The Conservatives have just won the UK general election convincingly. The people have spoken, we are told. They want to get Brexit done, and done it will be (though it will take a lot longer than the Tories are letting on).
But have the people delivered this message? Well, not really – not if you add up the popular vote.
It wasn’t just the Sun wot won it, or dislike of Jeremy Corbyn, or years of neglect of our post-industrial heartlands (who have just voted in large numbers for the party that has just presided over nine years of austerity – weird!) or even that desire to get Brexit done. It was the voting system.
First past the post (FPTP). Winner takes all in each constituency. Dead simple, keeps local connections, tried and tested. Perfect for a two party world, which characterised most of the UK until the 1980s. Terrible for a more variegated electorate, in which issues like Brexit divide in a different way to tradition. And grossly unfair to smaller parties and their voters. They are left behind.
To demonstrate this, let’s take the vote in this election, and see what would have happened under proportional representation. I’m taking a pure nationwide form here, which exists in very few countries. Most PR systems attempt to retain some local element, so don’t perfectly divide the seats by the number of votes. But they get close. And this example is just illustrative. I’ve rounded up where there is a fraction in seats under PR (this particularly benefits the Tories, DUP and Plaid Cymru, where the fraction is below 0.5). They don’t add up to 650 because of all the other candidates who have won votes, but it doesn’t detract from the overall findings.
Data is from the BBC website, except the right hand column, which is my calculation.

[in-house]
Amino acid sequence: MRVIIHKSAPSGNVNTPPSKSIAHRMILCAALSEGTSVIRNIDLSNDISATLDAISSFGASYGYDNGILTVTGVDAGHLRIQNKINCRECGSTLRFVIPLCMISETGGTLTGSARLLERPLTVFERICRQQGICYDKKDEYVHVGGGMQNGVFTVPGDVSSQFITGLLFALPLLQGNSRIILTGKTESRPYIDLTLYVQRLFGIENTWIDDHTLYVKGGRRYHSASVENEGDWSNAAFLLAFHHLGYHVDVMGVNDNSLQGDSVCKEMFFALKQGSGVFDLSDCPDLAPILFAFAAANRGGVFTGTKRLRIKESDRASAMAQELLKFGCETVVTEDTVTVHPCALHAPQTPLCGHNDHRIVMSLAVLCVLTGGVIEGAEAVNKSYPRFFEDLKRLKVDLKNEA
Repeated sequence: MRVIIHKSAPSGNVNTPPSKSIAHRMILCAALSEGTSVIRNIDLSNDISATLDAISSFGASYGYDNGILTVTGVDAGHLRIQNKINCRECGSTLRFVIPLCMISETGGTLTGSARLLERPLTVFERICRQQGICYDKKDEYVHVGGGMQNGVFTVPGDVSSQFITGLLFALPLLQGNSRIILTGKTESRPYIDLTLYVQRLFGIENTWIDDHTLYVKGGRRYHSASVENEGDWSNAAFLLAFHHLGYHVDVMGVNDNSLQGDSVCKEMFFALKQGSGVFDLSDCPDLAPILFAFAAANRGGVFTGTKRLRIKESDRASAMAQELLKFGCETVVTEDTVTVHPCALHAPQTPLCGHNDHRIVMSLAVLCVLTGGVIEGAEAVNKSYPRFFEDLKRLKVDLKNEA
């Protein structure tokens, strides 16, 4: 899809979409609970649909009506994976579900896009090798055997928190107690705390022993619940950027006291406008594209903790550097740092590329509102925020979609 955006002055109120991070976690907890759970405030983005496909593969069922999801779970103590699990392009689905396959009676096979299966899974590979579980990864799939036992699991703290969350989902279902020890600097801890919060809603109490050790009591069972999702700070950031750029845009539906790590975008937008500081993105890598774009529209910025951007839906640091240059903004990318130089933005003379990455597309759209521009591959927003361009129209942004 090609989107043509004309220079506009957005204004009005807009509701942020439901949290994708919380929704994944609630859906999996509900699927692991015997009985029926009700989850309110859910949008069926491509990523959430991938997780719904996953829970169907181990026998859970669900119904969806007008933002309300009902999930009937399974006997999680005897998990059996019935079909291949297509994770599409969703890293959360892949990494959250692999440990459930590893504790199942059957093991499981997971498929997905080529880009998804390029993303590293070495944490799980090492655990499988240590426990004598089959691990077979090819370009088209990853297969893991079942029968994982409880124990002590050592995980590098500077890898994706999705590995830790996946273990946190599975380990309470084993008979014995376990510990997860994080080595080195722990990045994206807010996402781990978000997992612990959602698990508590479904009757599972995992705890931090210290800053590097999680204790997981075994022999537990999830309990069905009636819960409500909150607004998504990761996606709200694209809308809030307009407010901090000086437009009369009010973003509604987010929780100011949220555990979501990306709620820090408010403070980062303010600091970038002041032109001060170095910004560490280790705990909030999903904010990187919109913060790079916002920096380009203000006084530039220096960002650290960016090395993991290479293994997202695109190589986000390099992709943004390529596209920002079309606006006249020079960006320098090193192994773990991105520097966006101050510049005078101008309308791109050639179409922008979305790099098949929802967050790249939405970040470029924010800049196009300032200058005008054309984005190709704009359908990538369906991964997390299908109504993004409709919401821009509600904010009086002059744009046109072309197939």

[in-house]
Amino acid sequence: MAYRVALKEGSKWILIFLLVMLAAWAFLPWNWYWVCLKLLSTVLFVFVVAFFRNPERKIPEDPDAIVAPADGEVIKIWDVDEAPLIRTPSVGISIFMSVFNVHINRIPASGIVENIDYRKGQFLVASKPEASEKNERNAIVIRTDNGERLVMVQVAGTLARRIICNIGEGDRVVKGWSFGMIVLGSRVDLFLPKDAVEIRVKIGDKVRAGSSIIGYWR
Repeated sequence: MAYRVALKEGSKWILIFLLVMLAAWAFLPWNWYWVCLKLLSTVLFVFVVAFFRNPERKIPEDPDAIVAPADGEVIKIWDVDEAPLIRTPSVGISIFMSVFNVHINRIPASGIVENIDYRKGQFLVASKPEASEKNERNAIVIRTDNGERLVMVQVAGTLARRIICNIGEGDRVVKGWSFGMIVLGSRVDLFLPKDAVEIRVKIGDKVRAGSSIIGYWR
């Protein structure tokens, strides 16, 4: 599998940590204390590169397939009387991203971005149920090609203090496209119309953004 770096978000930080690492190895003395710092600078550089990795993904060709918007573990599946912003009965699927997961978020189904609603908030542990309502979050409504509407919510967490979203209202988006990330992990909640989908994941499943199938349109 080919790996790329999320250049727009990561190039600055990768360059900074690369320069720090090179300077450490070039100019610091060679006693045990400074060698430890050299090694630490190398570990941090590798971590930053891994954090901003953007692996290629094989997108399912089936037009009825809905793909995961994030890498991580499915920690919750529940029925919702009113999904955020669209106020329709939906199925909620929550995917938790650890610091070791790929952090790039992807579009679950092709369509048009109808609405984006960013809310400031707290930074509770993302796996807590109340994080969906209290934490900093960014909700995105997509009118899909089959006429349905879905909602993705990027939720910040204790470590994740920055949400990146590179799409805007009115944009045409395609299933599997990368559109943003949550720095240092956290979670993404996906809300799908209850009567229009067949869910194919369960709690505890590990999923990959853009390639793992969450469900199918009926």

Party Seats actually won % of popular vote Seats under PR
Cons 365 43.6 284
Lab 203 32.1 209
Lib Dem 11 11.5 75
SNP 48 3.9 25
Green 1 2.7 18
Brexit 0 2.0 13
Plaid 4 0.5 4
DUP 8 0.8 6
SF 7 0.6 4
SDLP 2 0.4 3
Alliance 1 0.4 3
Under this PR system, the Conservatives win 81 fewer seats. Eighty-one! The SNP loses half its seats, because its vote is concentrated in Scotland, which greatly benefits it under FPTP (as it did Labour in the past). Labour stays about the same, but the big winners are the Lib Dems, who have 75 seats rather than a measly 11. The Greens and the Brexit party also get a decent number of seats.
So let’s fantasise about a progressive alliance forming, comprising Labour, Lib Dems, SNP, Greens, Plaid Cymru, the SDLP and the Alliance Party. It wins 337 seats and forms a government with a 31 seat working majority (ie, in a 643 seat parliament as Sinn Fein doesn’t take its seats). It would be a nightmare to keep together, but it would be worth a go. The point is that we do have, even now, a progressive majority of voters in this country. It’s just that it is split many ways, which is fatal under FPTP. We have just seen quite a few Labour and Lib Dems candidates lose in this election, because of the votes that the weaker of the two has taken away from the stronger. Some key Tory figures, like Dominic Raab and Ian Duncan-Smith, have been able to breathe a sigh of relief because of this.
The other interesting counterfactual is if we try to brigade these figures into a Leave/Remain split. There are two big assumptions here: Labour is a Remain party, and the Conservatives are all Leavers. This covers 94.6% of those who voted – the sum of the popular vote percentages in the above table.
REMAIN: Labour, Lib Dem, SNP, Green, Plaid Cymru, Sinn Fein, SDLP, Alliance = 51%
LEAVE: Conservative, Brexit, DUP = 49%
Close! But Remain has the majority.
Unfortunately it reinforces the notion that we are just a very divided country. Thanks for letting us know, David Cameron.
Now, these are all just counterfactuals – what-ifs. In the real world the Tories have a majority of 80 (more if you take out Sinn Fein). So they can do what they like in the next five years.
Be very afraid.